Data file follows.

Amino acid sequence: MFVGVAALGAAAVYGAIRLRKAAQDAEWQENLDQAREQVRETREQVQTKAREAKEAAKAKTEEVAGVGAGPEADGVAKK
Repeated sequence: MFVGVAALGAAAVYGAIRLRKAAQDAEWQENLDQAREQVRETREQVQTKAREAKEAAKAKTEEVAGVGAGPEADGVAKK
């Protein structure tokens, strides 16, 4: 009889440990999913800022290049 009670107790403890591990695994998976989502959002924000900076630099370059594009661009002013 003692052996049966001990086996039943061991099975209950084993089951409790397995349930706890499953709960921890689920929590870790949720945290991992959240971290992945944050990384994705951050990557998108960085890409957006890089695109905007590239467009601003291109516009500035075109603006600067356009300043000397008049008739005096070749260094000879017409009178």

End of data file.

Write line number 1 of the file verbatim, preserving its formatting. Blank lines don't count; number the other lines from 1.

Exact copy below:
Amino acid sequence: MFVGVAALGAAAVYGAIRLRKAAQDAEWQENLDQAREQVRETREQVQTKAREAKEAAKAKTEEVAGVGAGPEADGVAKK